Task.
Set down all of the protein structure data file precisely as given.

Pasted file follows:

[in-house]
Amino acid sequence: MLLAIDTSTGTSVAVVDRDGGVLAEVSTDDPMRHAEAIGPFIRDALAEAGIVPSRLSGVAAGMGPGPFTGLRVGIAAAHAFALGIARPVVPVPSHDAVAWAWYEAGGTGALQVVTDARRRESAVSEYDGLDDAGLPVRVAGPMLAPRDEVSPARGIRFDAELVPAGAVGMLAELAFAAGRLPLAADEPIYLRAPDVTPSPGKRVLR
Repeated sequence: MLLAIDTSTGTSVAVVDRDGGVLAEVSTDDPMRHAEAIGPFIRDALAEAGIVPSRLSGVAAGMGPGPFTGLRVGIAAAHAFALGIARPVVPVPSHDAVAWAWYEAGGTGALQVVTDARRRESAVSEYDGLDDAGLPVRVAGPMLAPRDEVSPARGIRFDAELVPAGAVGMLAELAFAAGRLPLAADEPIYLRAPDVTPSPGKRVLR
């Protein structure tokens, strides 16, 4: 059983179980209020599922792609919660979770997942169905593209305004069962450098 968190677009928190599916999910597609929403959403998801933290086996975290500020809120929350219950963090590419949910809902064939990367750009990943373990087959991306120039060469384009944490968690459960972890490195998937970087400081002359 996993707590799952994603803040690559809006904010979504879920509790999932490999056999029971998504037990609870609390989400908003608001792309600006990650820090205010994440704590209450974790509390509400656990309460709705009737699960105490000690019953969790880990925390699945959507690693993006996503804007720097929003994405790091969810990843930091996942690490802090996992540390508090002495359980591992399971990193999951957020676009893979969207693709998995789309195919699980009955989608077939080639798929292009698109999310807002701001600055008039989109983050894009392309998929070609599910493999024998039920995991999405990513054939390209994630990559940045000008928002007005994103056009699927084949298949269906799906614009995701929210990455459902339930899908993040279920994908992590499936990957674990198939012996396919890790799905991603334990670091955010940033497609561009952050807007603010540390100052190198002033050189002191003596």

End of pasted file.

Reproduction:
[in-house]
Amino acid sequence: MLLAIDTSTGTSVAVVDRDGGVLAEVSTDDPMRHAEAIGPFIRDALAEAGIVPSRLSGVAAGMGPGPFTGLRVGIAAAHAFALGIARPVVPVPSHDAVAWAWYEAGGTGALQVVTDARRRESAVSEYDGLDDAGLPVRVAGPMLAPRDEVSPARGIRFDAELVPAGAVGMLAELAFAAGRLPLAADEPIYLRAPDVTPSPGKRVLR
Repeated sequence: MLLAIDTSTGTSVAVVDRDGGVLAEVSTDDPMRHAEAIGPFIRDALAEAGIVPSRLSGVAAGMGPGPFTGLRVGIAAAHAFALGIARPVVPVPSHDAVAWAWYEAGGTGALQVVTDARRRESAVSEYDGLDDAGLPVRVAGPMLAPRDEVSPARGIRFDAELVPAGAVGMLAELAFAAGRLPLAADEPIYLRAPDVTPSPGKRVLR
């Protein structure tokens, strides 16, 4: 059983179980209020599922792609919660979770997942169905593209305004069962450098 968190677009928190599916999910597609929403959403998801933290086996975290500020809120929350219950963090590419949910809902064939990367750009990943373990087959991306120039060469384009944490968690459960972890490195998937970087400081002359 996993707590799952994603803040690559809006904010979504879920509790999932490999056999029971998504037990609870609390989400908003608001792309600006990650820090205010994440704590209450974790509390509400656990309460709705009737699960105490000690019953969790880990925390699945959507690693993006996503804007720097929003994405790091969810990843930091996942690490802090996992540390508090002495359980591992399971990193999951957020676009893979969207693709998995789309195919699980009955989608077939080639798929292009698109999310807002701001600055008039989109983050894009392309998929070609599910493999024998039920995991999405990513054939390209994630990559940045000008928002007005994103056009699927084949298949269906799906614009995701929210990455459902339930899908993040279920994908992590499936990957674990198939012996396919890790799905991603334990670091955010940033497609561009952050807007603010540390100052190198002033050189002191003596």